Expanding your knowledge in the African American Experience


Minorities and Women in STEM: Part 2

By Jeremy Bamidele

Jeremy Bamidele - Nationally syndicated journalist

Jeremy Bamidele – Nationally syndicated journalist

STEM jobs are increasing at staggering rates, meanwhile the amount of minorities and women graduating with degrees in science, technology, engineering, and mathematics remains alarmingly low. This leads to a lack of intellectual capital causing wages in the field to be comparatively high, while also encouraging outsourcing and the growth of racial and gender income disparities. In order to prevent such effects and increase the supply of much needed STEM educated individuals, more minorities and women must be brought into the STEM field.

As mentioned, in my article “Minorities in STEM: Part 1,”part of the problem is that minority and female STEM majors are not being employed at near the rate of their white male counterparts. This disincentivizes minority and female students from selecting STEM majors as they find the industry to be unwelcoming towards them. Another cause of the lack of minorities and women and STEM is the undersupply of them. While this makes sense considering the unwelcome environment, it hinders the growth of females and minorities in STEM advocacy groups, making it likely for the continuation of gender and racial discrimination within the STEM fields.

Therefore, the questions must be asked, “How can the amount of minority and female students graduating be increased?” The problem is two-fold. First recruitment efforts must be made to increase the enrollment of minorities and women in STEM educational programs; second they must find the support and guidance needed to graduate with STEM degrees, as opposed to changing to non-STEM majors or worse, not graduating at all.

While the marketplace may be averse to hiring women and minorities in STEM that does not mean that the educational system must also be averse to them. There is no reason that the advancements made to the education of females and minorities should not extend to the STEM field. Places of learning must acknowledge the unwelcoming environments they project towards certain communities and counteract the responsible behaviors with rules and initiatives that encourage both the recruitment and retention of minority and female students.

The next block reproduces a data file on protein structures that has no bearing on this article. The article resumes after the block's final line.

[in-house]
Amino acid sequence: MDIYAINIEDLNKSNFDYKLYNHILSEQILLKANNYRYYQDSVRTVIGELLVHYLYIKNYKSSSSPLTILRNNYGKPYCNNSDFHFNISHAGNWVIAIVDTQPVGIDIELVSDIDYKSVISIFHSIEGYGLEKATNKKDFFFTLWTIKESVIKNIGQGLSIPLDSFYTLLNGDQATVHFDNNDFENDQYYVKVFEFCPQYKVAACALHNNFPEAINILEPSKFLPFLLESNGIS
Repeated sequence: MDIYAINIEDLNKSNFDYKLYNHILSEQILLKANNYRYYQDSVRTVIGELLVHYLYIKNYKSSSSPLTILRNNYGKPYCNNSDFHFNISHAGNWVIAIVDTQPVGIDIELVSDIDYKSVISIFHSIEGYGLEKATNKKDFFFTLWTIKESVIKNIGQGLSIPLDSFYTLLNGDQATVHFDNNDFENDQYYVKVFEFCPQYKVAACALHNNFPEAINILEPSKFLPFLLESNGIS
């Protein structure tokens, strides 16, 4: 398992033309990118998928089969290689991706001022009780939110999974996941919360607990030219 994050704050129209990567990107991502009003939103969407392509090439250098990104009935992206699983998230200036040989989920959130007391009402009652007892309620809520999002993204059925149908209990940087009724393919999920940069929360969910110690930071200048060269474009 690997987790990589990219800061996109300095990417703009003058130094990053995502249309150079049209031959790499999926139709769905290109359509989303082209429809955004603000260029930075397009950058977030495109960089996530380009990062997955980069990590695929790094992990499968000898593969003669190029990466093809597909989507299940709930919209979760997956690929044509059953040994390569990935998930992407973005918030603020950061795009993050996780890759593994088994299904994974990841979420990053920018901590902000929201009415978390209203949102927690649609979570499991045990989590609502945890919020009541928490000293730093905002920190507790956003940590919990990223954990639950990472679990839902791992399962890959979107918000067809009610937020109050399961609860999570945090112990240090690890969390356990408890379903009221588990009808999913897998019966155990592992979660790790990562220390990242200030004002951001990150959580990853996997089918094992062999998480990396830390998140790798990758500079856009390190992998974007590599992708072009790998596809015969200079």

In addition, females and minorities must also be able to envision themselves in STEM occupations. The current lack of female and minorities in STEM occupations, as represented by the media often leads minorities and female viewers to assume by the absence of representation that they are not suited for both STEM education and employment. Therefore, the media should make an effort to increase the representation of minorities and females in STEM positions. As long as potential STEM graduates, continue to not even consider STEM fields as an option for them, the percentage of men and women in these industries will remain low.

The lack of minorities and females in STEM is a socially constructed phenomenon. It originates from the lack of representation and discrimination towards female and minorities. However, to accept the victim role without making efforts to advocate for ones’ community will only lead to further victimization in the form of continued and potentially increasing discrimination towards ones’ groups. Women and minorities must decide for themselves, that obtaining an education and employment in STEM is attainable and worth fighting for. To not do so, will potentially lead to these communities being financially, “left out in the cold.”

This article is a part of a series on STEM by Jeremy Bamidele, a nationally syndicated journalist. He can be reached at JeremyB@JournalistInLosAngeles.com.

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